And then she start cry. So I put my arm ’round her shoulder and I stroke her hair and say, ‘Marcia it sound bad. I feel sorry for that. I nuh mean for yu to be having this misery put upon yu. But I cyan do nothing. Yu cyan stay here. Yu have to go back to Cross Roads and hope Miss Vilma forgive yu.’ But Marcia not happy and in truth neither am I. But what I going to do?
Marcia beg me to let her stay the night and promise she go back in the morning. I try talk her outta it because the longer she down here the less chance Miss Vilma going tek her back. But in the end she cry and plead wid me so much I don’t have the heart to mek her go especially after it turn seven and it getting dark. When Auntie come in she vex.
‘What di hell dis girl doing here? She nuh in service up di road?’
‘The woman giving her a bad time Auntie. She just come down here tonight. She going back in the morning.’
‘What morning? Yu think dem going tek her back? By morning dem got some other girl sleeping in her bed, glad to have di chance to do something useful. Glad yu hear me. Not snivelling and feeling sorry fi herself. Glad. Yu know how many people sleeping under a piece a cardboard or zinc sheet right out there in di road? And she so proud that she can afford to run off from hot food and a roof over her head. Because what? Because some woman talk bad to her. If I turn tail every time somebody talk bad to me I would be falling down dizzy from all di spinning ’round I would be doing. The chile have to learn to mek di best a it. Goat feed wheh im tie.’
Next morning Marcia get on the bus and go back to Cross Roads and I keep my fingers crossed that I don’t see her again on account a Miss Vilma turning her back. But even though Marcia gone Auntie still vex, and every day she is cussing and clattering the little pot and pan she got boiling the banana and frying the plantain. She say I am crowding up the place and so likky-likky I nyaming up everything in sight. She say the money I give her not enough.
‘Yu think it nuh cost nothing to have yu a sleeping and eating day after day like dis? Yu think it nuh matter that every night I get up to sit on di pot yu legs is sticking out from under di table ready to tek a little swing to knock me down and mek a stinking wet mess all over dis floor? Yu think I nuh hear yu breathe and heave and twist and turn all night like yu doing hard labour down there? Yu think it easy for me to have to sit outta di way while yu wash yuself under yu arm and down below because yu too fraid to go out di yard? This little room is only mean for one person. Me. Me and me alone. I nuh tell yu dat di first night yu come here? Dat first day yu just come from country? Yu think it all right to just sidung here like yu take up residence, like yu nuh need to go nowhere? I was doing yu mother a favour. Yu know that? And I never ask no questions ’bout how come you two young girls have to run from country so sudden and so fast. Dat was your business. But now yu come here and mek it my business because day in day out all I have to look pon is your face staring at me like yu think it me forcing yu to live hand to mouth in this pit.’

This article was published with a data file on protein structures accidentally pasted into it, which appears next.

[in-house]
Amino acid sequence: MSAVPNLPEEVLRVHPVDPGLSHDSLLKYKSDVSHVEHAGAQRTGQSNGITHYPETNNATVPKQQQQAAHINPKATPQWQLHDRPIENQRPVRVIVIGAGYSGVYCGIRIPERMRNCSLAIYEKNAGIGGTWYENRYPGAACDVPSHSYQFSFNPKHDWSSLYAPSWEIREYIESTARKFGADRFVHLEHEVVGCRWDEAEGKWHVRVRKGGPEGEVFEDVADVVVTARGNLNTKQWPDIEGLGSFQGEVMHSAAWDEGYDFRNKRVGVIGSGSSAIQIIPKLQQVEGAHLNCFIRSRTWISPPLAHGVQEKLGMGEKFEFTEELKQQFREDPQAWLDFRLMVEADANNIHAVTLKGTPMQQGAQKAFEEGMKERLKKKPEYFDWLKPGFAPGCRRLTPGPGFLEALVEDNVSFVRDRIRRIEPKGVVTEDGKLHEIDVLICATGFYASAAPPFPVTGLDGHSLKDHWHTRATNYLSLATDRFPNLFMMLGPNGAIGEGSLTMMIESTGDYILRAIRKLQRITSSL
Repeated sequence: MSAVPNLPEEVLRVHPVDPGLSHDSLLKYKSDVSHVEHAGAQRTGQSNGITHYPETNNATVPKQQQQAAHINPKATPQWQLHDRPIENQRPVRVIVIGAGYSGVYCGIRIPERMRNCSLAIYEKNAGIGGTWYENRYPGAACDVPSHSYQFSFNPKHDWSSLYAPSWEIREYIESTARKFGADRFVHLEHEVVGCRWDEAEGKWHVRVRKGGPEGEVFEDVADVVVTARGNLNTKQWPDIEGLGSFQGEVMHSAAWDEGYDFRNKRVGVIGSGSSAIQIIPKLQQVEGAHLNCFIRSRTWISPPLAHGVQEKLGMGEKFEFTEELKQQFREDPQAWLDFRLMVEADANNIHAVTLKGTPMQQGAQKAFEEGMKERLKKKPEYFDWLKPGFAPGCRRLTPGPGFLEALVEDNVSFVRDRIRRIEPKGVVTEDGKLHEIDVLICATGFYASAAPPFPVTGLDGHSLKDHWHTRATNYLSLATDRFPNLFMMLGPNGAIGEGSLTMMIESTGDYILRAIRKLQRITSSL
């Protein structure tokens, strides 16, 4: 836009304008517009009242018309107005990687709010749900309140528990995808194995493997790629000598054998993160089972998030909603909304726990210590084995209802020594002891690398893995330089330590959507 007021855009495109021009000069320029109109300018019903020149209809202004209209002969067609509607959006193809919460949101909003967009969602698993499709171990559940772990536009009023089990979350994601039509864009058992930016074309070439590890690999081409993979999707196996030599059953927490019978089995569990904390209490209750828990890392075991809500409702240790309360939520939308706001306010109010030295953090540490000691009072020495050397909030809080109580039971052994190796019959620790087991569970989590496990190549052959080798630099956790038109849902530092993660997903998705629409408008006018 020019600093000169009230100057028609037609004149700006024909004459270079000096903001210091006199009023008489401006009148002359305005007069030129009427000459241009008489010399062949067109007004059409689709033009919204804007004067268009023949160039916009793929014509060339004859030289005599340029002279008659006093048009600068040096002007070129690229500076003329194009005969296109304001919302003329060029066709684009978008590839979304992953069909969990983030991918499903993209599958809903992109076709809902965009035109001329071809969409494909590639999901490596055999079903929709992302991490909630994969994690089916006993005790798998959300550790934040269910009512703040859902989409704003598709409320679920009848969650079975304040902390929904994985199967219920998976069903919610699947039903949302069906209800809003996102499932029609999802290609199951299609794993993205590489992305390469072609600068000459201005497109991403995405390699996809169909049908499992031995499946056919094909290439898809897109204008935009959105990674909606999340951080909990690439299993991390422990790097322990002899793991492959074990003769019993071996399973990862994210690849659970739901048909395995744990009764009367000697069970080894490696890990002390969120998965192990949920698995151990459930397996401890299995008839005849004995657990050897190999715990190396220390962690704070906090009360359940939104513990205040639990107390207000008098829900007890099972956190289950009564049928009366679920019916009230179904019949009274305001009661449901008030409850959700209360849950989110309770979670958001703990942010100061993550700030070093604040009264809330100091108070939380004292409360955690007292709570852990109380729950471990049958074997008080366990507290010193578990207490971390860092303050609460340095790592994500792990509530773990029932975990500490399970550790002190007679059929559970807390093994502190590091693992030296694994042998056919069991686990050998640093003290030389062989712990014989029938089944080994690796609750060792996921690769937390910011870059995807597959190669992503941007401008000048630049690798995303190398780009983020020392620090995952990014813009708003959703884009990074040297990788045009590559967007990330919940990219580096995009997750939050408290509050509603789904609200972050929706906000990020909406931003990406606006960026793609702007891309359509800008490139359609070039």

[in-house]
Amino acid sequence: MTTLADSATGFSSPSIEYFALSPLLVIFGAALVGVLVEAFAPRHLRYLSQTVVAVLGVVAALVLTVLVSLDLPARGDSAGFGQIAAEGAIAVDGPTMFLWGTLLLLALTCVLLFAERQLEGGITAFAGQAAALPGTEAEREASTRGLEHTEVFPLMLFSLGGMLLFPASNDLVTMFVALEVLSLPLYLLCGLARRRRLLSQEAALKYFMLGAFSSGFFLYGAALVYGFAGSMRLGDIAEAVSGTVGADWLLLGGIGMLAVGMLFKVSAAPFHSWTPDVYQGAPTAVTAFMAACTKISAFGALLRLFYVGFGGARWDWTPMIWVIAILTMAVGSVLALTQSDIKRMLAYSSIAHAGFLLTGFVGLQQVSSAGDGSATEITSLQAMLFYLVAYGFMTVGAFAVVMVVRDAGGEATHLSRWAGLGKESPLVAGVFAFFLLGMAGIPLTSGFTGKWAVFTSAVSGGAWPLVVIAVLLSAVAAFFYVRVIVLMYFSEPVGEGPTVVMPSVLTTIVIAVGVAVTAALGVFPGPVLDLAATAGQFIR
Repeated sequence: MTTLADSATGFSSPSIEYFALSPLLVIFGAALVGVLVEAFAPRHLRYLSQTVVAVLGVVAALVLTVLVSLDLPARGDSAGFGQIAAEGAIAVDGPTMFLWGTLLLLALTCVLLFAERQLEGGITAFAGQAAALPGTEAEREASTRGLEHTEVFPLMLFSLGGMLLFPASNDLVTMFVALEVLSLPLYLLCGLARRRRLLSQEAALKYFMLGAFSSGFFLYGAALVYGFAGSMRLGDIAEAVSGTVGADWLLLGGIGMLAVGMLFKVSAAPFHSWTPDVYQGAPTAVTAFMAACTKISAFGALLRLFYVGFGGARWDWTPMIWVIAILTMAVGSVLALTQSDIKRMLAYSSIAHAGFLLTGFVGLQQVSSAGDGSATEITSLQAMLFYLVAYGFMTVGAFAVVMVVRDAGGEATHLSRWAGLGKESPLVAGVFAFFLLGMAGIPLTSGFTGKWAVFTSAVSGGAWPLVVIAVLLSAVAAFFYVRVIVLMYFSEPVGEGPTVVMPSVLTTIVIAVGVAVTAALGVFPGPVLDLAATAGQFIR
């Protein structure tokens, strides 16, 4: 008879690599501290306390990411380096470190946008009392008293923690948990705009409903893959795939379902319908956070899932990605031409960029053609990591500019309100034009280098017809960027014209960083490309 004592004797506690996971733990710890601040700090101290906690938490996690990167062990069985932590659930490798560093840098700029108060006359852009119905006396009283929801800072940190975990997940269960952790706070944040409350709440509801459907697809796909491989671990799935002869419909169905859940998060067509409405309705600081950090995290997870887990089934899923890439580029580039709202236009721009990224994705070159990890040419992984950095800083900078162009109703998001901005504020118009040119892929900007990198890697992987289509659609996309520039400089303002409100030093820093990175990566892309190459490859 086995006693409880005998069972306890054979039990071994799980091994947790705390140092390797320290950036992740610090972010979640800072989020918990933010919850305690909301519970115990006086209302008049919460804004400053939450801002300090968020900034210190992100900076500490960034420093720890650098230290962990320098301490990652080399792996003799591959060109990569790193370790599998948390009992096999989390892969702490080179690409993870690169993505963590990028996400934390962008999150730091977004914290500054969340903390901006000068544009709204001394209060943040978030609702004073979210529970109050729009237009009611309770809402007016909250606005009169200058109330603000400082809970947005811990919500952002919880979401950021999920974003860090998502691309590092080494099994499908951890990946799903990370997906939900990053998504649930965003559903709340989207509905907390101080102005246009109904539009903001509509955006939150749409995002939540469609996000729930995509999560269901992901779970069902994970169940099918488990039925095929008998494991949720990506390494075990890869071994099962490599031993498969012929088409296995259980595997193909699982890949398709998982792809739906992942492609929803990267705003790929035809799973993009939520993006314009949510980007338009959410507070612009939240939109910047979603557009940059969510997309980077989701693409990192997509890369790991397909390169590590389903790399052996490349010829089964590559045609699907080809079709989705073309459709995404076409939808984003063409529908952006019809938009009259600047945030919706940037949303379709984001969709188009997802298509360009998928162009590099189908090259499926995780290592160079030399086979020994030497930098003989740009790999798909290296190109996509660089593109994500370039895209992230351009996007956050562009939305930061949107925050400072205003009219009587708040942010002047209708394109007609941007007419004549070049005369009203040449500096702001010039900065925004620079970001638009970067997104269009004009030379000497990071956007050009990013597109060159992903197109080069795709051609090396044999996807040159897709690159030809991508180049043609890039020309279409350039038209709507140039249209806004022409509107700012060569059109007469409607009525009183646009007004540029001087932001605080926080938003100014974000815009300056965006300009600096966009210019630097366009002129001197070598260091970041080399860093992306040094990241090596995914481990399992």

This is how Auntie gwaan day and night. But the time she really turn hateful was the day she come and find me looking in the bottom drawer a her dresser, and all I was doing was seeing where the smell a the mothballs was coming from. I dunno what madden her so because all that was in there was a few pickney baby clothes all neat and pressed and fold real nice.
‘Yu think yu too good for dis place. Yu think yu high and mighty working in di Chiney shop instead a soiling yu hands on other people dirty clothes, or scrubbing dem floor, or cooking dem food, or wiping di pickney nose or better still backside. Yu too good for dat. You and yu sista. So what yu think yu good for? Yu think I don’t know? Yu think I don’t have eyes in my head to see what gwaan every time yu step foot outta dis room? Yu think I not got no nose to smell di stink a dogs on heat? Yu gwaan like yu think it dem. Like dem coming at yu from every corner fi no good reason. But is not every woman got dem foaming at di mouth. Every other woman living in dis yard can go ’bout her business. She catch water. She go to di toilet. She wash down in di shower. It not no major event. You step out and it like a pack a wolves closing in for di kill. Tracking yu, homing yu. Yu think I nuh see it? What yu think dat is? Yu think it some freak a nature that mek dem turn like dat wid yu? Yu think dem just pick yu out random like it have nothing to do wid you? Well I know dat is what yu want to think, but dat is your little daydream. And if it mek yu feel better so be it. But you is the only one yu fooling. Because just like every man in dis yard got him eye train on you so every woman can see di heads that turn, and di ears that go deaf, and di motion that stop any time you turn out. And every one a dem can feel di stream a cold air dat yu carry wid yu up and down these parts. Yu think yu big woman but you mark my words. Going to yu bed hungry still better than di suffering yu get if yu let some man breed yu. Better sleep hungry than play wid bwoy pickney. Next thing yu know yu a panhandle for dem dirty business. And if yu want money yu know already is only one bank dem want put it into. Di hairy bank. Better di shame a being poor than mixing wid evil. No tek shame and go shake di debbil’s hand.’